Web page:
“I think the problem is not so much the capital, but you have to give people a reason to work with you,” Sevakis said. “Everything Netflix did, they worked for a decade trying to build bridges in the anime space. It took them that long to build trust.”

Miles Thomas, chief marketing officer at UK-based anime distributor All The Anime, told Motherboard that within the anime fandom there is little understanding about the economics of anime licensing. in the West, and although agreements may vary, the process is both complicated and expensive. In addition, it would be incredibly unlikely to be able to license shows already available on any other service.

“Even though Anime Tube is able to successfully negotiate with a Japanese publisher, for all of the top 350 anime from the biggest anime pirate site, there is already an exclusive US publisher,” Thomas told Motherboard. “Maybe you could ask Kodansha to pressure Funimation to force them to sublicense The attack of the Titans to you, but that sounds pretty incredulous, even with stacks and stacks of cash – even Netflix doesn’t have the most recent seasons, and their annual content budget is close to the median GDP of every country in the world. ”

Zusho told Motherboard that the list of shows that were previously linked to their Kickstarter campaign was sort of a wishlist, and that they now understand it was a mistake to include it in the campaign. They described the current anime situation in the West as a monopoly run by Sony. Sony’s agreement to buy Crunchyroll is currently on hold due to an ongoing antitrust review from the United States Department of Justice.

“If we pay $ 100 million for a contract, I think a company will allow it, but it’s very unreasonable and I can’t pay for it,” Zusho said. “But, you know, we are trying, and is it really wrong to go against [the monopoly]? Is it wrong for us to try something? ”

Professionals in the anime industry were also concerned about previous apps from GameFace LLC, like SoundHead, which was pulled from the Microsoft Store last year. Sevakis and Thomas both characterized SoundHead as hacking apps.

“There is no acknowledgment of this fact in Kickstarter or any other documentation, and the fact that it is an established brand with an established audience makes even the framing of this service quite suspect,” said Thomas at Motherboard.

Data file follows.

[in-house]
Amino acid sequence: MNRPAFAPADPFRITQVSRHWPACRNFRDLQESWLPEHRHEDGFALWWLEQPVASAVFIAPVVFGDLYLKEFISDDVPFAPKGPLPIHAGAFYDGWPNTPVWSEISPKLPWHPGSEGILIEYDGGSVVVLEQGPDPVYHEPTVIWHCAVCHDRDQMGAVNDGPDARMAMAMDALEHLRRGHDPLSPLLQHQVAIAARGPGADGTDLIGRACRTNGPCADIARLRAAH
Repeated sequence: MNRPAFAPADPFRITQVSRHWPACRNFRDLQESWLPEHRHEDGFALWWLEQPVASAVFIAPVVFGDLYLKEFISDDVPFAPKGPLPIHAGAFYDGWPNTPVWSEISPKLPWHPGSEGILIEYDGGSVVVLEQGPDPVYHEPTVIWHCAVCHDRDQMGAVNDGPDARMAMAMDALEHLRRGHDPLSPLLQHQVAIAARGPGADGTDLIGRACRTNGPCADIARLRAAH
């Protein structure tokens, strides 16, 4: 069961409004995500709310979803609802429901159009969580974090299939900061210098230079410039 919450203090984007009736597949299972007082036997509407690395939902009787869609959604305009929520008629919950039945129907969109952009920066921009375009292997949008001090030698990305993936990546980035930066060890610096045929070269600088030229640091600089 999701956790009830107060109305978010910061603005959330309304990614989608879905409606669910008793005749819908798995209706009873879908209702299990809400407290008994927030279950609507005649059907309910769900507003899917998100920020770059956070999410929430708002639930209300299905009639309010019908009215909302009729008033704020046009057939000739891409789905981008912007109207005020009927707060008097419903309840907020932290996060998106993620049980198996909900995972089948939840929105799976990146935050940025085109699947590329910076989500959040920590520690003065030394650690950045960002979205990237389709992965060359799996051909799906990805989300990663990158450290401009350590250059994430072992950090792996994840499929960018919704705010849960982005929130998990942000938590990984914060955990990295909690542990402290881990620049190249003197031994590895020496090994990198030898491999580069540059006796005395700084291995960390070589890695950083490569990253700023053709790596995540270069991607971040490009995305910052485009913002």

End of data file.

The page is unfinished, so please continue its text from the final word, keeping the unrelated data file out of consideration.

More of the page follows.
Weller told Anime News Network that they have already published SoundHead. Weller and Zusho told Motherboard that these apps do not host any pirated material, but instead aggregate them from other sources like YouTube.

“We used the Google API for third-party applications,” Zusho said. “So even if someone sent a DMCA to [our apps], you have to go back to Google because they are the ones hosting it. ”

“We were originally hooked up to YouTube and streaming content there and one of the original companies had content there. All the companies that streamed cartoons, and we just index it and provide it to people.” , said Weller. . “On Windows 10 and Xbox, they couldn’t access these items, so we provided a way for them to log into YouTube and get this content.”

Despite repeated warnings from people working in anime on social networks, Anime Tube’s Kickstarter reached over $ 100,000 in funding before it was suspended. Sevakis told Motherboard that anime fans have long held the spirit of being the underdog at war with greedy corporations, even though the anime is now popular enough that Michael B. Jordan has created a collection of Naruto trainer clothing.

“I want to stress that this is not about the anime community as a whole, but a substantial subsection of the anime community which tends to be very antagonistic. There are a lot of young people out there. angry men, young masculine energies, ”he said. “I feel like a lot of these guys tend to be more anti-publishers, hacking equals the answer, you know it’s all that teen kind of thing, fuck type of thing the system “.”

“It didn’t go away by the time of streaming, it’s just kind of turned into something else, as it’s getting harder and harder to justify that position,” Sevakis continued.